7. Would a paramedic College in Manitoba require members to carry liability insurance? Who would pay for the insurance?
In the application for self-regulation, PAM recommends that all licensed College members be required to carry liability insurance. One scenario would have the liability insurance included in the annual College registration fee, which is the way other paramedic Colleges in Canada handle this requirement (NB., SK., and AB.). Another scenario could have members purchase their liability insurance from a selected "third party", which is the method used by Manitoba Dental Hygienists. Regardless of the way that a Manitoba College chose to offer liability insurance to it's members, PAM is confident the cost for annual registration INCLUDING liability insurance would fall within the estimated $300 - $400.
8. Would members of a self-regulating College be subject to discipline by the College?
As a recognized profession under the Regulated Health Professions Act, a paramedic College would be required to receive and investigate complaints against registered members and initiate appropriate action to ensure the public is protected. Complaints would be considered by an Investigations Committee as defined within the legislation, composed of registered members of the College and one or more public representatives. All investigations would follow a well-defined and transparent process designed to ensure fairness and accountability.
Paramedics are currently government regulated in Manitoba. The Emergency Medical Services branch of Manitoba Health is responsible for regulating all EMS providers in accordance with the Emergency Medical Response and Stretcher Transportation Act. As the regulator they are responsible to receive complaints and conduct investigations. Typically, complaints are forwarded to employers for consideration, and as such do not follow a process well understood by the public or the practitioner.
Regardless of the regulatory model, paramedics are subject to investigation and discipline. In a self-regulatory environment, these processes are much more clearly defined, ensuring fairness and accountability for both the public and the practitioner.
9. Would a paramedic College define Scope of Practice for all paramedics? What impact would this have on EMS service delivery?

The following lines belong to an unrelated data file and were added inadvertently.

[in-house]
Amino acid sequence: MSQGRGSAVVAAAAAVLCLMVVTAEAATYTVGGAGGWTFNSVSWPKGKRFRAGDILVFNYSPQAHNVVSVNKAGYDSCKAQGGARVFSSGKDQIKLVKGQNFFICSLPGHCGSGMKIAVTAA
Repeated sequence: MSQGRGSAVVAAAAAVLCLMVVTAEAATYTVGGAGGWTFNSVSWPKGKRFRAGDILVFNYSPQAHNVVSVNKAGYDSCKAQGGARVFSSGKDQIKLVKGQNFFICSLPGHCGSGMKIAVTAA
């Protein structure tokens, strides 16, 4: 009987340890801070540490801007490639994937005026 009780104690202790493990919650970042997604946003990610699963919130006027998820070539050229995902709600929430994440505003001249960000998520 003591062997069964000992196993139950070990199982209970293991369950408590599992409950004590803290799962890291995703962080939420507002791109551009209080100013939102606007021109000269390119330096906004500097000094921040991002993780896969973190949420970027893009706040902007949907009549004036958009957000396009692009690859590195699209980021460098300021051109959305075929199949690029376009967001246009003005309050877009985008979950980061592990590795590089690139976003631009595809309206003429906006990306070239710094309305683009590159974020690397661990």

Self-regulation should be viewed as a partnership with Government under the Regulated Health Professions Act (RHPA) to regulate paramedics in order to protect the public from harm. Scope of practice for new self-regulated health professions is set by Government as outlined in the RHPA, and would require consultation and Ministerial approval to amend.
Scope of practice for Manitoba paramedics under the current regulatory model is extremely limited and relies heavily on medical delegation of authority (TOF). It is anticipated that scope of practice for paramedics regulated by a College would be more inclusive of competencies outlined in the NOCP. This would have no detrimental impact on EMS service delivery.
10. Would a College of Paramedics prevent cities such as Winnipeg, Brandon and Thompson from providing the same level of EMS service as they do today?
No. Self-regulation means that the government has granted a professional group, such as paramedics, the privilege and responsibility to regulate themselves. In essence, the paramedic profession would regulate their own members in order to protect the public from harm that could be caused by paramedics in the course of their practice. A College of paramedics would not regulate EMS service operators.
11. Would education be controlled by a self-regulating paramedic College?
A self-regulating paramedic College is NOT an educational institution. A regulatory College is responsible to set standards for education, registration and practice, and to assist members in meeting those standards.
A self-regulated profession may, in accordance with the Regulated Health Professions Act, approve education programs and competency requirements that must be met by graduates applying for registration in the profession. However, before approving or removing approval from any educational program, the regulated health profession must consult with Government.
The Regulated Health Professions Act does require health professions to establish a continuing competency program to maintain the competence of their members and to enhance the practice of the profession.
All matters related to standards of practice and competency are subject to consultation with College members, Government and affected stakeholders.